Carroll’s finance education proved to be useful in Hollywood. “​​Truthfully, the thing that I believe prepared me the most for being a showrunner were the years I spent in corporate America.”

When aspiring creatives ask what classes they should take she quickly replies “business class” because “there is no amount of writer’s room experience in the world that can prepare you for that.” 

She described transitioning from working in a writer’s room to becoming chief of a set. “Now all of a sudden you’re not just a writer, you’re a CEO of a corporation, you’re a manager, you’ve got a 250 person staff, crew, cast, everything that now essentially reports to you or looks to you for guidance,” she said. 

Leading in college prepared Carroll to be culturally inclusive. “I was president of the African Students Association. So even within the Black student community, we had our Caribbean Student Association, we had our African Students Association. We had our Black Student Union, but we would all hold events together so that we were celebrating each other’s cultures. We thought it was so important to unite the diaspora and that is also something that we want to represent on Homecoming.” 

The show highlights pressures faced by HBCU students and systems in place to uplift them. “It’s the time where we’re making the most mistakes where we’re figuring stuff out,” she said. Its protagonist is given the kind of support you can only get from your community. “We loved the idea of taking Simone on this journey of people expecting greatness from you, but not in a way where it’s applying pressure, but in a way where it’s like achieving that greatness is walking this path of making mistakes and really finding yourself and shaping who you wanna be. And that entire journey is supported.” 

ATLANTA, GA – FEBRUARY 08: (L-R) Karimah Westbrook, Bre-Z, Daniel Ezra, Micahel Evans Behling, Nkechi Okoro Carroll and Taye Diggs attend the “All American” panel during SCAD aTVfest 2019 at SCADshow on February 8, 2019 in Atlanta, Georgia. (Photo by Cindy Ord/Getty Images for SCAD aTVfest 2019 )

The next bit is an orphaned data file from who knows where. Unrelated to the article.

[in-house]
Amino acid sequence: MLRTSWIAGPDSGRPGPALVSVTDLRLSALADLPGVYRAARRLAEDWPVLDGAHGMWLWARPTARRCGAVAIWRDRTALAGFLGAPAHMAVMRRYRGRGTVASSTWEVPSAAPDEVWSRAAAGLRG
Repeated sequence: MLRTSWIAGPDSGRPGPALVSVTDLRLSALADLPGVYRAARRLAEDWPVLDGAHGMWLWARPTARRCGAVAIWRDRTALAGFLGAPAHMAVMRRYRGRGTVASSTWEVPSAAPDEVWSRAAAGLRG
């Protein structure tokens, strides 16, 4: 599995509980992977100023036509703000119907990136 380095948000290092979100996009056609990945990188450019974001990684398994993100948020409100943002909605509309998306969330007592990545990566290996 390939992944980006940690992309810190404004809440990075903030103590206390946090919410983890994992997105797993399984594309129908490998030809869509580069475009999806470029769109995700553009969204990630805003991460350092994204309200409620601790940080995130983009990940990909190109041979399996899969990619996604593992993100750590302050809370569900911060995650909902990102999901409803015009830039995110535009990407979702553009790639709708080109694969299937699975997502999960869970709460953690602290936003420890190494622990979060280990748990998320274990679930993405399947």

It acknowledges that they are seen as representing more than themselves. When other college students get painted as “kids,” downing White Claws and rocking pajama pants HBCU students are dressed to the nines and pursuing Black excellence before dawn. 

“There are other groups where you don’t necessarily know that person identifies as that just by looking at them. There’s no mistaking, a Black person. They don’t get to sort of not be Black for a couple days. And so, and I think by nature of that, it means that black students just tend to be more aware of how their movements aren’t just shaping and affecting them, but involve a family, a community, a culture,” she said. “I was hoping to create with this universe something that continues to carry the essence and heart of our community and our culture.”

She wants to present that heart on screen. “It’s a celebration of Black culture and Black excellence across all fronts.” 

All American: Homecoming premieres on the CW on Monday, Feb. 21, at 9 p.m. EST.